As important as software development is for any organization, for a long time, these capabilities have focused on speed: speed of delivery, speed of response, speed of testing and so on. The myopic emphasis on speed has, in part, blinded us to the fact that we also need to be safe, secure and legally compliant. Thankfully, the pendulum is swinging back toward a moderate position where both speed and safety are important. Recent technical frameworks and standards are pointing us in this direction, and there are at least three broad stakeholder groups catalyzing this:
1. Business communities (both commercial and government).
2. Open-source communities (including Linux Foundation and OpenSSF).
4. Standards and industry communities (including ISO, IEEE, The Open Group and the government).
As stated earlier, these three stakeholder groups have already embarked on a mission to create a balance between speed and safety in software development. The end game is a convergence of the various programs into a unified framework. If we’re to make sense of this shift, it’s important to understand the balanced development trajectory from the viewpoint of each of these stakeholder groups.
There are many pressures acting on the business community today. The push to accelerate digital transformation is disrupting numerous legacy thought patterns and operating models. This, coupled with the legitimate pressure to generate revenue while maintaining reasonable costs, has never been more important. A complex web of supply chain partners (primary, secondary and tertiary) need to align in a way that doesn’t introduce excessive risk beyond an acceptable threshold. That feeds into risk management and the introduction of cybersecurity risk variables that are still elusive in many respects. Finally, there are security and privacy concerns vis-à-vis legal requirements that impact the board.
Balancing this interplay of forces is not easy. It is complex in the sense that when an action is taken, the landscape shifts. Furthermore, any single decision impacts other areas of the organization. As with managing any complex landscape, an infusion of diverse ideas from multiple stakeholders early and regularly reduces the risk. Decisions are reassessed once meaningful feedback is available.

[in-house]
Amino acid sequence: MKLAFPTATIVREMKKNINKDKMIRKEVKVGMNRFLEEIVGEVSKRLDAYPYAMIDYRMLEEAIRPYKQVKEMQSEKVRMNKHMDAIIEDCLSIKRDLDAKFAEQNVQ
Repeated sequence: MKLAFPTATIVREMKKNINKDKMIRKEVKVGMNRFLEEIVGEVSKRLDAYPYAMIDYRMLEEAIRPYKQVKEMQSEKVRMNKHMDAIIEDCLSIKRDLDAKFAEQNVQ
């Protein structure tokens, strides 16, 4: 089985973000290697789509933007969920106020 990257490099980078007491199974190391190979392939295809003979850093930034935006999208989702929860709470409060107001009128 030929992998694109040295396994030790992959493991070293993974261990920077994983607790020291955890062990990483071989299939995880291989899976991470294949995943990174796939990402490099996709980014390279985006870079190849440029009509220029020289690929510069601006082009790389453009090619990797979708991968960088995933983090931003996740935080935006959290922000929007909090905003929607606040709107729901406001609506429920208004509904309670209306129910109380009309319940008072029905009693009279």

Several open-source communities are spearheading initiatives, which indicates that balanced development is being taken seriously. The Linux Foundation has a software badge program that provides coarse-grained guidance on the security posture of projects. Other projects like in-toto, TUF and Uptane aim to provide repeatable security practices at scale. OpenSSF is also helping to bridge the technical and business communities, as shown by its “technical vision.” Additional efforts of the Department of Defense around software factories and DevSecOps also aim to speed up key internal processes without compromising on security.
Standards And Industry Communities
Standards and industry working groups are rapidly establishing a common set of standards that represent a balanced development viewpoint between speed and security. DevOps standards are emerging with the new IEEE P2675, which calls for cross-functional stakeholders to address both speed and security. Currently, ISO is laying the groundwork for a similar standard for DevOps.
There are still more frameworks focused on supply chain security, such as NIST SP800-161 and CMMC. We have privacy standards, guidance and frameworks like ISO 27701, GDPR developer’s guide from CNIL and LINDUNN to help bridge the gap between security, privacy and software development. The Open Group is actively working on an operating model that delivers both speed and security against business value with its IT4IT initiative. The effort around the zero trust security model, in particular, is rapidly evolving with NIST SP800-207, IEEE P2887 and The Open Group’s zero trust initiative. All of these efforts point toward improving the balance between speed and security.
Where Are We Headed?
If we look at the work being done by various stakeholder groups, the astute observer will inevitably ask, “Where are we headed?” I believe there is a convergence of the broad perspectives of the three stakeholder groups.
First, the perspective of business value must be weighed. This implies enterprise architecture principles that clearly tie business goals and motivations with the development of organizational capabilities. These capabilities, in turn, support the creation of value streams that encompass the flow of information across different systems. The alignment between business and technical domains continues to remain relevant in the discussion of balanced development.
Second, we must consider capability alignment. Here, we observe several cross-functional capabilities required to enable balanced development. These are knowledge management, risk management, audit and compliance, requirements management, modeling capabilities, asset management and vulnerability management. Each of these, of course, needs to be uniquely tailored insofar as they help achieve the intended business objectives.
Lastly, consideration must be given to the management of a diverse group of stakeholders. No longer are we constraining ourselves to a group of technical stakeholders but, rather, experiencing a shift toward the democratization of software development security to achieve a more balanced approach in a complex landscape.
A Balanced Approach
We are witnessing an incremental evolution of our software development practices. The seeds of balanced development have been planted and some organizations have embraced this quickly, while others struggle. If we persistently keep at it, refining our software development and security capabilities, we will emerge with a more pragmatic way of managing the delivery of our software — a balanced approach that incorporates both speed and safety.